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Letters | Quit wasting resources on the few

A few months ago we sent a letter to the editor about what our Navajo Nation Council had not done to address years of seriously neglected needs of our Diné on the Navajo Nation.

As of late, we have seen little to no efforts to significantly address these serious needs, except for the Navajo Nation Council to throw money at these needs through Hardship checks.

It appears more and more that this Council has no urgent interest in alleviating our Diné’s serious needs.

But yet they still find enough time and energy for six months to research and develop alternate ways to change our traditional marriage law.

Why don’t they dedicate as much commitment and energy to our Diné’s daily needs, especially now that costs for all daily needs for our Diné has increased 50 to 100 percent?

Instead, shamefully, what we have seen in less than a week in local newspapers are three major write-ups on Gay Pride activities.

And in an editorial of one of these local newspapers, they made such descriptions of these activities as an important part of the Navajo Nation, time to honor and empower LGBTQIA (there was no effort to spell out what this is), that these activities are to be commended, to continue to develop these beautiful events and this newspaper looks forward to Pride continuing to grow on the Navajo Nation and throughout our region.

What has happened to covering decades of old tragic Diné needs in the same manner as coverage of Gay Pride activities?

Maybe, these needs have become too commonplace and are no longer worthy news items because the newspapers themselves have lost interest in speaking to such commonplace things.

Or maybe these needs are not fierce and fabulous enough. As noted in the editorial mentioned.

To this reader, the time and effort spent on writing on these Gay Pride events is a waste of time, a waste of resources, a waste of manpower, and a waste of ink.

So, I say again, to the Navajo Nation Council, quit wasting our Navajo resources on only a few, but seriously address the seriously outstanding daily needs of hundreds of thousands of our Diné.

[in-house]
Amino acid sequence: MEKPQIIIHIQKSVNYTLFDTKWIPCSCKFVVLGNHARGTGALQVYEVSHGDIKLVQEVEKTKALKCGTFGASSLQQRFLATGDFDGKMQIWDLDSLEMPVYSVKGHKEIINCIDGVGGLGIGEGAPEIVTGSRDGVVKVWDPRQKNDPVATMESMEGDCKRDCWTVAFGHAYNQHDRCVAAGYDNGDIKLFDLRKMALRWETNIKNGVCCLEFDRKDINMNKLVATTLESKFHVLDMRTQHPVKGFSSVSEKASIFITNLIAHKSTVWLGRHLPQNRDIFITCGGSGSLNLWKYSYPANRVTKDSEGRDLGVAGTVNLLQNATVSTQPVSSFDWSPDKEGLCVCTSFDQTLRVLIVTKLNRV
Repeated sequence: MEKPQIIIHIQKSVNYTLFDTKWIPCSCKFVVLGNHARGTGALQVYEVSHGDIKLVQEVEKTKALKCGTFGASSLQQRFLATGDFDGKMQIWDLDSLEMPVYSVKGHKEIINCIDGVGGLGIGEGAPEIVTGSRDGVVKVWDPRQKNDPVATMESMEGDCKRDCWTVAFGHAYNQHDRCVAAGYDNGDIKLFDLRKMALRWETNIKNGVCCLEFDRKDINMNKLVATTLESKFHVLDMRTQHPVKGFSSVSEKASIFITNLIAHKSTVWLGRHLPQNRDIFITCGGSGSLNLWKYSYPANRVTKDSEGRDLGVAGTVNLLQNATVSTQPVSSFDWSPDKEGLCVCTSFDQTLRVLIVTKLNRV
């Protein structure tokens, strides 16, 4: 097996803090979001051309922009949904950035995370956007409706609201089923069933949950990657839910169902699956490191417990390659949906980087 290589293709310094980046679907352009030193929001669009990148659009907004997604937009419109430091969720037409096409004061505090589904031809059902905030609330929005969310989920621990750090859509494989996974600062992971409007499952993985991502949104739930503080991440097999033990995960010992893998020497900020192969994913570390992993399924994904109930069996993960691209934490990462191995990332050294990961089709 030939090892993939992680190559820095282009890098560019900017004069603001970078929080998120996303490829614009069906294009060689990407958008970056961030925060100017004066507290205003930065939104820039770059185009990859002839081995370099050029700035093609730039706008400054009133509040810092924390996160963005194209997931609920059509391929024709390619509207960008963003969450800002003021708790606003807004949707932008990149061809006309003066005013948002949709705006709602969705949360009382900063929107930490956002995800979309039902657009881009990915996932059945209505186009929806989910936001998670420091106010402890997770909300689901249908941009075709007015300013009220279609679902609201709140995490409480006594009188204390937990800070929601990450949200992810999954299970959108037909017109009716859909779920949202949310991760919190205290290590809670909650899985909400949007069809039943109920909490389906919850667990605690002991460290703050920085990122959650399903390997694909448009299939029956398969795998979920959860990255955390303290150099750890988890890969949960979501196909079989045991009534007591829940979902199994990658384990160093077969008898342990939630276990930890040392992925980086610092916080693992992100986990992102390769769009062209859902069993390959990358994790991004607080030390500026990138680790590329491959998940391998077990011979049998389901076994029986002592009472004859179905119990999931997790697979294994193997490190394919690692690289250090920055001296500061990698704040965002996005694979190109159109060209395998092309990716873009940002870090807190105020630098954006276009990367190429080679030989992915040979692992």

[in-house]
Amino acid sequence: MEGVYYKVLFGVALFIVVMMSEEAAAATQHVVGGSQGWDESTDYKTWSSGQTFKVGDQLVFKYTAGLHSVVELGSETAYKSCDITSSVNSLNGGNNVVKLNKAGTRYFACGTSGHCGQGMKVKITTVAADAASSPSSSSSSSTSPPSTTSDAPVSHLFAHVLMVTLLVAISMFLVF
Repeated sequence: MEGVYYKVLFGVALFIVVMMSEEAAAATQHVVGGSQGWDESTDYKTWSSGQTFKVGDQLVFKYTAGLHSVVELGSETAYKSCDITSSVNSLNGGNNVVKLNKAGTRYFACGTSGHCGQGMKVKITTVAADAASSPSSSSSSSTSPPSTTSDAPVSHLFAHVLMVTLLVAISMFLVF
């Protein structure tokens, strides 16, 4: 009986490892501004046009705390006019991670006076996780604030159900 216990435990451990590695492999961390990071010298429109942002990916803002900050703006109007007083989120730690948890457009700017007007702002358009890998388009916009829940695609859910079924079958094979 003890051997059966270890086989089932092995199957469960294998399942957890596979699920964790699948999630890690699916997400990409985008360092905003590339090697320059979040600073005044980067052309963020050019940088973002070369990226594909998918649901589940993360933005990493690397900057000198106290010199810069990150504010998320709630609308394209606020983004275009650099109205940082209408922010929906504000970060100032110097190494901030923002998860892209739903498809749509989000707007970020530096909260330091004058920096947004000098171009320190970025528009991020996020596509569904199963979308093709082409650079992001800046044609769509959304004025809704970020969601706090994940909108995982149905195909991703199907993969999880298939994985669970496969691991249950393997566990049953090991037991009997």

Continuing to be extremely frustrated and disappointed.

Kobe Samuel
Thoreau, N.M.

Support healing commission

Between 1796 and 1969, in 408 schools across 37 states and in over 1,000 other institutions, including Indian day schools, orphanages, and asylums, Native American and Alaska Native children were forcibly removed from their homes and placed in Indian boarding schools.

There, the children were forced to reject their Native languages, cultures, and spiritual practices, and adopt Euro-American culture.

Native Americans continue to suffer from the multi-generational trauma caused by policies of forced assimilation and cultural genocide.

The Truth and Healing Commission on Indian Boarding Schools Policies Act (H.R. 5444/S. 2907), expanding Department of the Interior initiatives, would establish the first formal commission in U.S. history to investigate the mental, physical, and inter-generational trauma that these schools continue to inflict on tribal communities.

The commission would provide recommendations to Congress to take further action and promote truth, reconciliation and healing.

Santa Fe Quakers encourages everyone to actively support this legislation.

John A. Kretzmann
Santa Fe Friends Meeting (Quakers)
Santa Fe, N.M.


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